Peace on the decline

The Uppsala Conflict Data Program at the Uppsala University Department of Peace and Conflict Research is reporting that the number of violent conflicts has seen a rise in recent years as peace initiatives are falling off. The Center’s largest number of registered conflicts took place during the 1990’s, but a steady decline began to take place thereafter and continued until 2002. Since then, the number of active conflicts has been holding steady around thirty.

“This is of course a cause of concern. Today’s ongoing conflicts are extremely protracted,” comment researchers Professor Peter Walensteen and Lotta Harbom. “This indicates that the successful negotiation efforts of the 1990s are no longer being carried out with the same force or effectiveness.”

Today’s conflicts appear to be intractable and drawn-out, and the researchers believe that the 1990s peace strategies need to be improved in order to achieve results. At the same time, there are encouraging trends. Conflicts between different groups and peoples, with no involvement of the state, are decreasing in the number of both conflicts and fatalities.

“This type of conflict often arises in the wake of civil war, but they seem to be easier to bring to an end,” says Joakim Kreutz at the Uppsala Conflict Data Program.

Not surprisingly, one of the biggest problems in recent years is the lack of negotiations in the war torn Middle East. Even as the United States takes measures to physically curtail violence, there have been few visible signs that any of the parties in question are being addressed in a meaningful way.

The Middle East is the region in which peace initiatives are most clearly conspicuous in their absence. The central importance of the region for the world’s oil supply and for world religions makes this serious. The conference in Annapolis in lat November 2007 was the first attempt since 2001 to bring the parties together. They even found it difficult to agree on the declaration that started the negotiations, notes Peter Wallensteen.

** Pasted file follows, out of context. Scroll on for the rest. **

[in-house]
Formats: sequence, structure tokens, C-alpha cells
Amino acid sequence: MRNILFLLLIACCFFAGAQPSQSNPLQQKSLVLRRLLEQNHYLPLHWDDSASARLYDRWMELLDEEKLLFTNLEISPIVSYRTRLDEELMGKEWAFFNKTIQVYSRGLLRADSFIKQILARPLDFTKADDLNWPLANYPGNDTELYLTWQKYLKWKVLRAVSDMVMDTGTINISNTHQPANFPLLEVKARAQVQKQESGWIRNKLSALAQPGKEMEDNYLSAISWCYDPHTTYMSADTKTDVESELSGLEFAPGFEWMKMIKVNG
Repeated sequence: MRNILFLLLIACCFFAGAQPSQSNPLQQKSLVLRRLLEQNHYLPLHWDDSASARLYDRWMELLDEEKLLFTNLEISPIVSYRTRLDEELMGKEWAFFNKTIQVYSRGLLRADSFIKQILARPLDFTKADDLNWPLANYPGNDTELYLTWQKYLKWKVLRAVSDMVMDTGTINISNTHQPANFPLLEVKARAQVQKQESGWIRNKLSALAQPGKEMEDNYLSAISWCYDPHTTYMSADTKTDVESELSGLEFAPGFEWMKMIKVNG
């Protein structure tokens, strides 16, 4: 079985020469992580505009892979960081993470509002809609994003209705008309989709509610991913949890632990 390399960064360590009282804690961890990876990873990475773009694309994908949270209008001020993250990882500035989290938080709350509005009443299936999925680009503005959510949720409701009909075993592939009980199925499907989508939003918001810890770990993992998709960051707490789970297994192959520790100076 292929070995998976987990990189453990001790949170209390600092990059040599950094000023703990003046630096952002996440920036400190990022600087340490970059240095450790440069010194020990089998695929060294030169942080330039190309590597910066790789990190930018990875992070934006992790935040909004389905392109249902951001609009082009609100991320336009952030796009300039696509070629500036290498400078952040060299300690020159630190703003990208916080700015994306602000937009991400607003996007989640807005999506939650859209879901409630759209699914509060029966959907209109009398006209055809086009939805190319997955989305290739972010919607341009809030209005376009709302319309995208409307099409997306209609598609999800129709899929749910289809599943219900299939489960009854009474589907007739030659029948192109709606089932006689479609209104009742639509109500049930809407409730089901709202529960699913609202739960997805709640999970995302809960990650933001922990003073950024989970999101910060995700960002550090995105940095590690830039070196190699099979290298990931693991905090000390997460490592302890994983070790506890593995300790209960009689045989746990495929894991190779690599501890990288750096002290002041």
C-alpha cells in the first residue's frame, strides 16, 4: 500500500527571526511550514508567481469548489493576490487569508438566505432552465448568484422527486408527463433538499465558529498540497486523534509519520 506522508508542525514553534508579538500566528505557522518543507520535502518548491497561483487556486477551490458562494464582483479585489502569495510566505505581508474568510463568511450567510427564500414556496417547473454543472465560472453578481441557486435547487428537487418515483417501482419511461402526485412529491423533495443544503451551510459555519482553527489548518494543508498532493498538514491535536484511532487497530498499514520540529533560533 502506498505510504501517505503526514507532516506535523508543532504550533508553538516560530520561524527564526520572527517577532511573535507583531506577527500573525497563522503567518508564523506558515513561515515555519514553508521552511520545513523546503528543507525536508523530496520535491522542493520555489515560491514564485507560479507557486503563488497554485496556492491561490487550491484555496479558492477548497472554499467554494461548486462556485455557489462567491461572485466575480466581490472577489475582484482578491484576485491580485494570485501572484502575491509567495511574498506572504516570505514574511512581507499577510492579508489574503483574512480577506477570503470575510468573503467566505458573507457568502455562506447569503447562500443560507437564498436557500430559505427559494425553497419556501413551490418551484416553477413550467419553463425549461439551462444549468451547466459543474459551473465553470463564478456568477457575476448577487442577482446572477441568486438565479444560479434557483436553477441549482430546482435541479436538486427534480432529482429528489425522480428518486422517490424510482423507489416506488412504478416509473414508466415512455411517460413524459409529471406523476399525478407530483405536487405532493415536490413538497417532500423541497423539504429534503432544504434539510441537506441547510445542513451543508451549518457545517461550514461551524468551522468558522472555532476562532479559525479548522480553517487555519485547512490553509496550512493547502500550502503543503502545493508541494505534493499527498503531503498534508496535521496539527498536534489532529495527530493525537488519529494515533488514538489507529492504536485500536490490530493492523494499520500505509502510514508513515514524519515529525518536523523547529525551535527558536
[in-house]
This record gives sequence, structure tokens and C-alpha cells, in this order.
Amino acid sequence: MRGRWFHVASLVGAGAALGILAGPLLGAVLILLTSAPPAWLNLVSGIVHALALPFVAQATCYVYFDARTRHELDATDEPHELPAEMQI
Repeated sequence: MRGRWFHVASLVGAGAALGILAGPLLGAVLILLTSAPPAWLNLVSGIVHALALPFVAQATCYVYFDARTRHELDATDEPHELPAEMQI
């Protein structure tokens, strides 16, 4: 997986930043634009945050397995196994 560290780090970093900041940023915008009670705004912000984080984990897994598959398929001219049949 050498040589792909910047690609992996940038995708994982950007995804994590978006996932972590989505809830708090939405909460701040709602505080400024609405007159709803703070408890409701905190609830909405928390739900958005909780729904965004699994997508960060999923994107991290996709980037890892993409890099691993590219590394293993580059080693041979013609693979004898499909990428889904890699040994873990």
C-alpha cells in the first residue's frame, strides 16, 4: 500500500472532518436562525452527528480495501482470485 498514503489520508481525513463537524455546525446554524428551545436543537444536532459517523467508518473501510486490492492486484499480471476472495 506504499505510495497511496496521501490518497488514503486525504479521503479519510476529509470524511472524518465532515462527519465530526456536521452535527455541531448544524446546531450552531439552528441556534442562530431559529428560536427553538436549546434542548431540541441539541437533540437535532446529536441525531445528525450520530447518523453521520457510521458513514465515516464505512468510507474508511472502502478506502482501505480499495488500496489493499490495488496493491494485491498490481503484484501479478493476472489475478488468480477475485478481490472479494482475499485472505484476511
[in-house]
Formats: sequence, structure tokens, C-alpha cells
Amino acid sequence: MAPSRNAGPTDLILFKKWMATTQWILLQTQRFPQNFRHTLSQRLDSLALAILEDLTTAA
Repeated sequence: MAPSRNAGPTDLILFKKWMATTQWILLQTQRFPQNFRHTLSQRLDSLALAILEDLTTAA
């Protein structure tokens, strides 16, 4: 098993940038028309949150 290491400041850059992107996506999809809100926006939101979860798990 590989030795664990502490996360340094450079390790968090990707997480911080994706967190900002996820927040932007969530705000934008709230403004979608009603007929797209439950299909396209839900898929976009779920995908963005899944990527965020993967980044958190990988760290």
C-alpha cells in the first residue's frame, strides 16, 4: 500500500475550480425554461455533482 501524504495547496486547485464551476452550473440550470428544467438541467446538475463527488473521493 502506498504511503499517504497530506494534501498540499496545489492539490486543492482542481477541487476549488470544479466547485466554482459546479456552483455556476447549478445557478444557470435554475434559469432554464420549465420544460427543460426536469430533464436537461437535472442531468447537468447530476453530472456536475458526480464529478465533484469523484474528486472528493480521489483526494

“This is a worrisome sign. At the same time, we have to welcome all attempts to bring peace to this area. It has been more than 60 years since the UN General Assembly adopted a plan for Palestine. It must be adapted to today’s reality and implemented.”

During the year other regional conflict complexes have emerged and worsened. The crisis in the Sudanese region Darfur is now spreading to the surrounding countries, such as Chad and the Central African Republic.

“These developments have prompted neighboring countries to take certain peace initiatives,” states Lotta Harbom. “The international mediators in the Darfur conflict, including Jan Eliasson, who is also a visiting professor at Uppsala University, are working to arrange negotiations among the parties. But thus far they have had no success.”

It’s likely that many of these conflicts will continue to linger until the United Nations (and others) decide to press en masse. The larger peace deals in the 20th Century were accomplished through multi-national pressure, persuasion, and promising that we’ve seen little of in the last ten to fifteen years.